The canyon, and therefore the trail, twists and turns around and through the high outcroppings thereby presenting surprises and new meadows around each corner. There are a handful of wooden foot bridges that cross Beaver Creek. It was the dew that got our feet wet… not the creek.

Because of our early start just past dawn, we were chasing the sun around every corner. The grasses and wildflowers were waking up to the morning brightness and warmth as the dew glistened from the verdure tips. We found bluebells and larkspur, shooting stars and ragwort. The water in the creek is fresh and clear, assuring the lush meadows will be nourished.

Just as we would pop into the bright sunshine, so too would we enter shady areas with ponderosa canopies and cool air emanating from the flowing stream. It was, to put it simply, an absolutely delightful morning, our best at Wind Cave.

 

Moving from the shadows into the light.

 

At about the two mile mark you reach a trail junction at the last creek crossing. Centennial Trail continues up the hill and on for another 109 miles to northern South Dakota. You want to get on Highland Creek Trail (#7) at this point, for just about a quarter mile, until it reaches another junction with Lookout Point Trail (#4). Take a right turn (to the south) on Lookout Point Trail at the second junction and you will stay on it for the remainder of this hike.

When you turn onto Lookout Point Trail, it begins a moderate climb for about a half mile through the pine forest and back up to the ridge level. When you clear the forest, voilà, you are on the prairie. You did put on sunscreen and a hat didn’t you? Because you won’t get any more shade as you cross the prairie.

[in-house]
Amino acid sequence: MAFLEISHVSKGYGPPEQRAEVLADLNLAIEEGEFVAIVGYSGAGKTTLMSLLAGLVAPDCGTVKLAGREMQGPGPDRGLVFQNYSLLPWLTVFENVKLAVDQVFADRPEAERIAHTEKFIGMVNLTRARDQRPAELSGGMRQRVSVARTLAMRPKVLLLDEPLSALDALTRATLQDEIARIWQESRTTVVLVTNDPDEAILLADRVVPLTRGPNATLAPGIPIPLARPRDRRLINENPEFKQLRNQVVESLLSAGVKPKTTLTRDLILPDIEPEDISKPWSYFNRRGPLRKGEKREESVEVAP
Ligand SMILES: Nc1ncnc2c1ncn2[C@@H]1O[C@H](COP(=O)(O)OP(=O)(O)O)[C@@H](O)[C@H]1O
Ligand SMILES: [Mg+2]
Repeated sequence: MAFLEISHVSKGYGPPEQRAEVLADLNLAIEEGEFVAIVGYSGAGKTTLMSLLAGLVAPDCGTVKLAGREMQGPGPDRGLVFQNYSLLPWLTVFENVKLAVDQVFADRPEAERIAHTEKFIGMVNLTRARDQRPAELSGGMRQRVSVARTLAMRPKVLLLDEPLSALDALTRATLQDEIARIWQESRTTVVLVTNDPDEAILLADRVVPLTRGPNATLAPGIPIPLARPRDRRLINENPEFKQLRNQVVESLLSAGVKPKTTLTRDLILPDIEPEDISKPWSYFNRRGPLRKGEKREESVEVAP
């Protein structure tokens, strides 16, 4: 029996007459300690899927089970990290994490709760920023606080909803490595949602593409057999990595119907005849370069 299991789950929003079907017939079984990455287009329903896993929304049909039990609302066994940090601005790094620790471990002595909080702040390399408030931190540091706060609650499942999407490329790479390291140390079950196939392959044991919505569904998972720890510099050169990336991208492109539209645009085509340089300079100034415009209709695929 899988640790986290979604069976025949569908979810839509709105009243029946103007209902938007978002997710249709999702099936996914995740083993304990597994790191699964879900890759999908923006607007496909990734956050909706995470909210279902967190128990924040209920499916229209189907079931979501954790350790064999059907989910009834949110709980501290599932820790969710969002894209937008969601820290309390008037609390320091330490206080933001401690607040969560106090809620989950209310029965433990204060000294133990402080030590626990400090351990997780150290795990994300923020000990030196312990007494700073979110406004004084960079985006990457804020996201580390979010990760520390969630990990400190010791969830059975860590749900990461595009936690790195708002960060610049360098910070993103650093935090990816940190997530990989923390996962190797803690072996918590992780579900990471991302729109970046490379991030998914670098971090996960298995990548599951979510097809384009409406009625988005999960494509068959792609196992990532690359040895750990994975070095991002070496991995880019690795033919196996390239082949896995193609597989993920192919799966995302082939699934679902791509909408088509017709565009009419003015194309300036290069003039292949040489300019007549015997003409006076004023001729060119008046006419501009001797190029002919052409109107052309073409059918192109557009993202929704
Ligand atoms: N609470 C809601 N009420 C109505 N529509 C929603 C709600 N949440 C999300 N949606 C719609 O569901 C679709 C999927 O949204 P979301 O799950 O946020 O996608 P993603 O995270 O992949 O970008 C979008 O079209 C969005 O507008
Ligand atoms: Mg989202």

The trail now turns in a westerly direction, so the morning sun is behind you, and you’re no longer staring right into the brightness like you do in the canyon. It’s breezy. There is a near-constant wind over the wide open plains. Better tighten your hat strap under your chin.

The flowers are different now too. They are less the ephemeral varieties, and more of the small shrubs and herbs like milkvetch.

After about a half mile on the prairie you begin to hear it. It starts as quiet chirps, then as you continue it evolves into a chorus, and then a crescendo as you walk right through prairie dog town. These little guys really give it their all to warn their friends and siblings that big ole human interlopers are in the neighborhood. They really put a lot into it. With each chirp, their tails bob up and down, like cranking a water pump. It’s humorous to watch.